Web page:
Your surname doesn’t seem very British.
In fact it is German, it’s the name of a tiny village in the middle of the Germany. It’s the name my father’s ancestors chose but they didn’t come from there. My grandfather was born in Paris and his parents decided to move to Britain in 1886. He went to Oxford to study Oriental languages and then he became a successful antiquarian and bookseller. He worked for Maggs Brothers until the Second World War, running their Paris shop with my father, but they managed to escape before the Germans marched in. My mother was sent to England to have me in 1940 and then my father followed her. I was born in Hampton in Middlesex.
Your passion for languages runs in the family.
Yes, my father was a good linguist, my son and grandson too. I went to Oxford to study French and Spanish but I got in on French and German, because they were the only modern languages taught at my school. I knew I didn’t want to carry on with German. And because of my grandfather’s connections with Spain and Portugal, I thought maybe Spanish, but I didn’t know any Spanish. But I asked at the interview in Oxford, that if I manage to learn enough Spanish in the summer, would it be possible to take up Spanish when I arrived in October? Oxford is a very old-fashioned sort of place; I was pretty sure they would say no, but they said okay. I went to Madrid for a few months and stayed with an old antiquarian bookseller friend of my grandfather, and began in Oxford speaking Spanish better than my colleagues who had studied Spanish at school, but I never read a book in Spanish.
That was a challenge!
The challenge of not having read a book in Spanish and then having Spanish literature thrown at you from day one. In those days if you did two languages you had to concentrate on mediaeval and golden age Spanish literature I had no idea about; that was a dual challenge.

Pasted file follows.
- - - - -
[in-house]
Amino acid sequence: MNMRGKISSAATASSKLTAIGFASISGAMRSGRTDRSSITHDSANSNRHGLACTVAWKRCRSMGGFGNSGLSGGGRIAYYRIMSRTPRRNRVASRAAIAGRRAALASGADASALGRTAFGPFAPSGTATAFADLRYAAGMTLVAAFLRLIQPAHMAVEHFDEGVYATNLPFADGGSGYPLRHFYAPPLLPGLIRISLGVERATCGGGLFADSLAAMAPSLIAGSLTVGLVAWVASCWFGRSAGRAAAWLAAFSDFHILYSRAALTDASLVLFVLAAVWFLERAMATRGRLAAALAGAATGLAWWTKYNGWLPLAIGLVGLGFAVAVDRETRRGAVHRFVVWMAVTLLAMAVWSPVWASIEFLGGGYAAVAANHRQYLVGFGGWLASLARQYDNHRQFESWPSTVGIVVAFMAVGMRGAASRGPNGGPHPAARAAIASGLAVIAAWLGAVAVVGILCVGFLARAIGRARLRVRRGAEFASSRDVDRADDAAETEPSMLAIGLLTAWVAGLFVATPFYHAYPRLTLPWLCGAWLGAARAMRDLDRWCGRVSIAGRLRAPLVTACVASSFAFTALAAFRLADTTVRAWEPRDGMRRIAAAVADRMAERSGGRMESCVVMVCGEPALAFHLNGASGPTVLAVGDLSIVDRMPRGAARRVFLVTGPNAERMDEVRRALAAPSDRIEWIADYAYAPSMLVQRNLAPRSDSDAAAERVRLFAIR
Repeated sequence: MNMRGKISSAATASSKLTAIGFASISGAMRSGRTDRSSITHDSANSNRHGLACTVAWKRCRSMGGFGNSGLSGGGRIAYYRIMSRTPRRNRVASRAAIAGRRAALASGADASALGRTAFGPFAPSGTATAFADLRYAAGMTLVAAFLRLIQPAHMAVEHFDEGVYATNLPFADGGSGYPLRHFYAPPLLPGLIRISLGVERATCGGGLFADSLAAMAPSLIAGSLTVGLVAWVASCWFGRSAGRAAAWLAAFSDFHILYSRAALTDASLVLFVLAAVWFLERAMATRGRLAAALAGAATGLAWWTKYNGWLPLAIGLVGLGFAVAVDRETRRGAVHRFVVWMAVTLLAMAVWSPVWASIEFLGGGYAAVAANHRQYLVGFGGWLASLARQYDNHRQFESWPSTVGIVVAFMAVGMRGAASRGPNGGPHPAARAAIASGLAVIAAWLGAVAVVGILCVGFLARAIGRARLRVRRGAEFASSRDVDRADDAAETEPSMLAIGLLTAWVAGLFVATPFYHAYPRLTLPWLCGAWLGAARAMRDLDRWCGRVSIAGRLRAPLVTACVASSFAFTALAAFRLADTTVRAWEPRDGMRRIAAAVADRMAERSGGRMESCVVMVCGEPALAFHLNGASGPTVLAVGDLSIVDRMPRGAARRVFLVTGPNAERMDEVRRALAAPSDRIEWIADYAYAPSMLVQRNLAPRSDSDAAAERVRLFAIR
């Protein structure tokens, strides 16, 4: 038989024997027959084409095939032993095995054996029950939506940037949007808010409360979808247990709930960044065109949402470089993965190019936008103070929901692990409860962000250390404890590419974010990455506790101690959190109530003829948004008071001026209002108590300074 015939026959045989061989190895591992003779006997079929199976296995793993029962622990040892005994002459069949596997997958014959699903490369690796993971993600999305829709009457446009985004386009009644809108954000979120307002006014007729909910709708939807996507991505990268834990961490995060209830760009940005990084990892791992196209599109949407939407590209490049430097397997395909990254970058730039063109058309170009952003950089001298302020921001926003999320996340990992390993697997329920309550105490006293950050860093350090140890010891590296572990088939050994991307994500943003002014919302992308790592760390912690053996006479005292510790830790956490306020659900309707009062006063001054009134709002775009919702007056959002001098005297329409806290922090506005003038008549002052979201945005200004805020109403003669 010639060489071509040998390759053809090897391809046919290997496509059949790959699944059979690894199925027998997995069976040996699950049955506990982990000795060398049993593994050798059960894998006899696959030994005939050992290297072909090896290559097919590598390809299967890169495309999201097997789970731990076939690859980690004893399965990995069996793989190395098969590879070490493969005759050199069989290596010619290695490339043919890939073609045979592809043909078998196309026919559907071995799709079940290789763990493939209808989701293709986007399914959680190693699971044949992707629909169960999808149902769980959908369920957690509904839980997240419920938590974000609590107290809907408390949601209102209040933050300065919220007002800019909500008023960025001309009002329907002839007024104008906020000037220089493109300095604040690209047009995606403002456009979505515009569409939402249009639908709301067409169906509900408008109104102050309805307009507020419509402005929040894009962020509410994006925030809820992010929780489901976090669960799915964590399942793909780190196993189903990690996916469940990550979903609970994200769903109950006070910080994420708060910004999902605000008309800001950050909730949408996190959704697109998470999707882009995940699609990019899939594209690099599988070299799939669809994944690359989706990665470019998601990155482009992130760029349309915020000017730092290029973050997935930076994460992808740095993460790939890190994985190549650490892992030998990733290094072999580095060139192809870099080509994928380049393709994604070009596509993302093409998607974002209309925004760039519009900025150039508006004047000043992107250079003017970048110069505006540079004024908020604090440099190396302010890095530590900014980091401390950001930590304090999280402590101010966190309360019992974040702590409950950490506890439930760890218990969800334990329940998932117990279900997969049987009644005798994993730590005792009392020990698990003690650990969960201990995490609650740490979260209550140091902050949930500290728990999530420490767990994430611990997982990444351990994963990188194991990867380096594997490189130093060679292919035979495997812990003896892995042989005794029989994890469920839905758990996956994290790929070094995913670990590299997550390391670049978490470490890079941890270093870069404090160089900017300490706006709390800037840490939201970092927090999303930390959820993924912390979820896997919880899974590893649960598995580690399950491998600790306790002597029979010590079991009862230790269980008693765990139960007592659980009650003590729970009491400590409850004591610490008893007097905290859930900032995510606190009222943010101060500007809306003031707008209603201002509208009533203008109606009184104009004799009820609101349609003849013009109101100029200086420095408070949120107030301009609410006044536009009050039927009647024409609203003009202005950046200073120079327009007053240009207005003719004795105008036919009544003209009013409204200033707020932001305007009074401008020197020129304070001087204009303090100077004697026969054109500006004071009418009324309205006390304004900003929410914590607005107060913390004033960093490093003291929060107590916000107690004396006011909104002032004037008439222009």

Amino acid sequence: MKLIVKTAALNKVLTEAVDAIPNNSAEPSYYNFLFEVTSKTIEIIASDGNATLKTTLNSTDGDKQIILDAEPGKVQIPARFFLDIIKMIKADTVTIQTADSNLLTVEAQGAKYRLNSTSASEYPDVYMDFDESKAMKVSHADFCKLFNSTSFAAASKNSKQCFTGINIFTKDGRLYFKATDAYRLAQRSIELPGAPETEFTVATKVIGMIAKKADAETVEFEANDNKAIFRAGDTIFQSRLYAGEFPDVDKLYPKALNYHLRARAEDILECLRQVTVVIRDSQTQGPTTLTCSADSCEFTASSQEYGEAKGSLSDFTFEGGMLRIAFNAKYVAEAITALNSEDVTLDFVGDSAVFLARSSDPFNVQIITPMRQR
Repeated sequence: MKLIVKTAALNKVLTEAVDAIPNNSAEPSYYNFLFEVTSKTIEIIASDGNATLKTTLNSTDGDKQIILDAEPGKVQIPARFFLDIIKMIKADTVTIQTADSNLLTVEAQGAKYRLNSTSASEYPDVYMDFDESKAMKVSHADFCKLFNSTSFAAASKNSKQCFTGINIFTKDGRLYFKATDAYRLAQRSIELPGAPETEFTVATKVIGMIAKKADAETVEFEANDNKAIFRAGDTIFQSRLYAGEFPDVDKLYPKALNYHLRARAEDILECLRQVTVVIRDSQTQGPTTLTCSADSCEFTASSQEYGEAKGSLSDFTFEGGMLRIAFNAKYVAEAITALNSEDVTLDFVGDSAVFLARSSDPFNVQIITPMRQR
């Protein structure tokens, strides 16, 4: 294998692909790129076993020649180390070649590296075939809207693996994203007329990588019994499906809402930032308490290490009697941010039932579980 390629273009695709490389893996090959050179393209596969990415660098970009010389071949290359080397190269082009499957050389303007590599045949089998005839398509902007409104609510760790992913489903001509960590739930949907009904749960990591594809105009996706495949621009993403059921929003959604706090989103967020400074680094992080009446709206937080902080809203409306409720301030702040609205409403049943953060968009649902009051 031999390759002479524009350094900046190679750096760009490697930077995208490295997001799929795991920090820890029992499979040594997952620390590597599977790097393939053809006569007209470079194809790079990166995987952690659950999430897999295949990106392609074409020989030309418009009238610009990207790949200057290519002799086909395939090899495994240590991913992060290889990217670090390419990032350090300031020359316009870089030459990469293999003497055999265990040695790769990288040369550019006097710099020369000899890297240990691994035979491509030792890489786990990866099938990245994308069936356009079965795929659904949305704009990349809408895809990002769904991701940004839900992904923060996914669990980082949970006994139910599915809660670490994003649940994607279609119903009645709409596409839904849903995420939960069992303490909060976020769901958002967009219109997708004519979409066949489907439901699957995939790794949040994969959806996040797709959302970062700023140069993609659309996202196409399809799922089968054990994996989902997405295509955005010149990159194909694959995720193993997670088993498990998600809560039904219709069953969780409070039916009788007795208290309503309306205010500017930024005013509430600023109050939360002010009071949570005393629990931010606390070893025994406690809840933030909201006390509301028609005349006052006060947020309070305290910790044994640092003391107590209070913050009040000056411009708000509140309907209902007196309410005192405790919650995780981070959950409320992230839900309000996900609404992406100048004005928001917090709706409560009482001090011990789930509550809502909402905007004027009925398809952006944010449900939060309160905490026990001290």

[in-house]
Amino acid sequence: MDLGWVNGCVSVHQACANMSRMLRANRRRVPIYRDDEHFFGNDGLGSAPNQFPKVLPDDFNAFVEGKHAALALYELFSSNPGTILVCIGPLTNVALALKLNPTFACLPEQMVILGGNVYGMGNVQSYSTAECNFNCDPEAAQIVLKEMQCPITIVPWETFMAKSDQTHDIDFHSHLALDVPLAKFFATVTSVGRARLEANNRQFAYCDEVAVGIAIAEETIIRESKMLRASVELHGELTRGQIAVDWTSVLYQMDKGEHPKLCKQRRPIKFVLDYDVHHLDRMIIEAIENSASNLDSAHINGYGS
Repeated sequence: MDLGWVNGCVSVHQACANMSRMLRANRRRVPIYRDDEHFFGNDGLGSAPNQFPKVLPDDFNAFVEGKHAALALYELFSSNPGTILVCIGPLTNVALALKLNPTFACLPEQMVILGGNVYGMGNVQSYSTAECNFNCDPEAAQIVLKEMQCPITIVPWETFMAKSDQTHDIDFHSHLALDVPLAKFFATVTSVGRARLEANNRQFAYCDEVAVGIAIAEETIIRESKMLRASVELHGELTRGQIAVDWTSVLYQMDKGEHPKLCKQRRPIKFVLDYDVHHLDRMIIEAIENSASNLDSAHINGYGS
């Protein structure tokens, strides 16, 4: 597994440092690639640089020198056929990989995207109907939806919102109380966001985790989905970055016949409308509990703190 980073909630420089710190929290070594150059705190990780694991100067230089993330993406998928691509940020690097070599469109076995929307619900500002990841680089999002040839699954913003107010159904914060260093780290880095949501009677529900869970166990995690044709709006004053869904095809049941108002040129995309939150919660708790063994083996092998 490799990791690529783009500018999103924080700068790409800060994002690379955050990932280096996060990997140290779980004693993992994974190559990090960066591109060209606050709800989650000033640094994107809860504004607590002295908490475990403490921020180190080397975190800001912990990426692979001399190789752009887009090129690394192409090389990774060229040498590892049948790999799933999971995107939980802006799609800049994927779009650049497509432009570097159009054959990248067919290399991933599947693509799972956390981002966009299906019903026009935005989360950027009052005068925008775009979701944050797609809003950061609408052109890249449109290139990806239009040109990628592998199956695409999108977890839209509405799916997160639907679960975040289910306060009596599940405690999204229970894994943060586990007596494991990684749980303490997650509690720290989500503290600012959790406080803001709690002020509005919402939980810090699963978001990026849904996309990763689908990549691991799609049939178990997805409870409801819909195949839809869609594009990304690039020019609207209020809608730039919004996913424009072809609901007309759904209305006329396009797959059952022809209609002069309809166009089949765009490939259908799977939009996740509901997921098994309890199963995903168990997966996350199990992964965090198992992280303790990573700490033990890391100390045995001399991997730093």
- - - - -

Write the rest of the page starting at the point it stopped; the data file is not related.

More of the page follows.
Then you became a specialist in Quevedo.
Yes, when it came to choosing a topic for a thesis, I preferred literature under the 2nd Republic or during the Civil War, but my Oxford professor suggested it was easier to get a job at the university if I took a well-known classic author, so the subject of my thesis was Neostoicism in the work of Francisco Quevedo.
In 2003 you received the Sant Jordi cross for promoting Catalan language and culture in the UK.
That all began in Oxford where I was introduced to a lady called Mercedes, in 1959. In 1962 we were married. While in Oxford I learnt Catalan by the bicycle method, which is cycling through Oxford while practising irregular verbs.
Now you live permanently in La Pera, in Baix Empordà.
We started coming to Catalonia every summer where Mercè’s family live, and in 1967 we spent a few weeks in La Bisbal with her uncle and I fell in love with Baix Empordà. We started looking for a house for the summers but with no luck because in those days there were hardly any estate agents or houses for sale inland, just on the coast. Having failed the first year, the next year we went to the only estate agent in La Bisbal and he said he could show us three houses, but after seeing the first one in La Pera, we didn’t want to see the others. It was Cal Fuster, a tumbled down house. We paid the equivalent of 700 euros, which was a lot back then. We started spending the summers there while I taught in the UK. We moved to Southampton in 1965 and I became professor of Spanish in 1983.
You also taught Catalan.
Exactly, Mercè and I started teaching Catalan in 1976. I spoke it quite well but had never studied it and so at the start I stayed a lesson or two ahead or my pupils. We had a course in Catalan and one on contemporary Catalan literature.
And you wrote books, including La Vall de la Pera.
It’s part of a series by the Diputació de Girona on the towns in the province and nobody had done one on La Pera. Being retired, I could spend lots of time in the archive and I talked to many people in the municipality. It was a collective effort.
Tell me about your other book, How the Press Began.
I came across some 17th century Spanish autobiographies. Then looked at what was going on in Europe at the time and ended up writing this book which is also available free online. The earliest printed news pamphlets date to 1470, just 20 years after Gutenberg starts printing. It’s something that takes off with printing and turns handwritten letters into a mass industry with a mass readership.
How do you see the Catalan independence process?
Things are coming to a head in a way few people would have imagined. Unfortunately, I can’t vote because you need Spanish nationality to vote for Catalan independence, but I hope that sooner rather than later, Catalans will be able to achieve what most of them want.